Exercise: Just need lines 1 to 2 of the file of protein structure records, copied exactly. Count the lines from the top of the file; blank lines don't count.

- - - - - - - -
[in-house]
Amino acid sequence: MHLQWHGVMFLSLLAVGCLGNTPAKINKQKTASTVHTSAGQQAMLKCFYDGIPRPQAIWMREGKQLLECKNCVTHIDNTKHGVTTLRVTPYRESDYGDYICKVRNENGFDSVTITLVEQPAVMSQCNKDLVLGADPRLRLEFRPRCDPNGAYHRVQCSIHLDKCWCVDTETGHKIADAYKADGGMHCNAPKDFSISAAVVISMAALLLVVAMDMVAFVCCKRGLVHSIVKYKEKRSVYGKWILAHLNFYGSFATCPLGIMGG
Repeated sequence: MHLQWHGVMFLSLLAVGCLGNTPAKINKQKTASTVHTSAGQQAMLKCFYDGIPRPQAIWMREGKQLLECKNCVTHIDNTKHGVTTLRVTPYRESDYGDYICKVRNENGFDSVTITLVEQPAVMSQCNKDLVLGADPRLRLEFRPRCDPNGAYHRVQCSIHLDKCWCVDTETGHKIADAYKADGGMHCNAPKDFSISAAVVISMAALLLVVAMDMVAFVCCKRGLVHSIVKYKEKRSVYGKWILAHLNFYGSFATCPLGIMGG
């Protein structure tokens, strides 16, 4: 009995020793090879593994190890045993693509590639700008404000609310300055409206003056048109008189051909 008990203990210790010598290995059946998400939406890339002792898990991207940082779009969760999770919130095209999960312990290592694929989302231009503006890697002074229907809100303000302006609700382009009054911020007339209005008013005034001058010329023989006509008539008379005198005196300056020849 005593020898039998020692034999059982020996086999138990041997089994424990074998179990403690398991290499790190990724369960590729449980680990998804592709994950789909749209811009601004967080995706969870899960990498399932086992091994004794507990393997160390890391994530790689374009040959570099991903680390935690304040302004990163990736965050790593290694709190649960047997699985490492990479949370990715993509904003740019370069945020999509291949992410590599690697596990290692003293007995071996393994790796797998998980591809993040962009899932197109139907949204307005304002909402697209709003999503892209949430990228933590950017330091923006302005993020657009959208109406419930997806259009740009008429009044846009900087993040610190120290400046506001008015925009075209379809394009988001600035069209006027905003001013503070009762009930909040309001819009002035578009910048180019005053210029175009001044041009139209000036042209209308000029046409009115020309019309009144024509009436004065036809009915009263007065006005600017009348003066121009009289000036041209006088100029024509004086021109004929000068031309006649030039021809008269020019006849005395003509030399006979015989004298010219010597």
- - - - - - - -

[in-house]
Amino acid sequence: MHLQWHGVMFLSLLAVGCLGNTPAKINKQKTASTVHTSAGQQAMLKCFYDGIPRPQAIWMREGKQLLECKNCVTHIDNTKHGVTTLRVTPYRESDYGDYICKVRNENGFDSVTITLVEQPAVMSQCNKDLVLGADPRLRLEFRPRCDPNGAYHRVQCSIHLDKCWCVDTETGHKIADAYKADGGMHCNAPKDFSISAAVVISMAALLLVVAMDMVAFVCCKRGLVHSIVKYKEKRSVYGKWILAHLNFYGSFATCPLGIMGG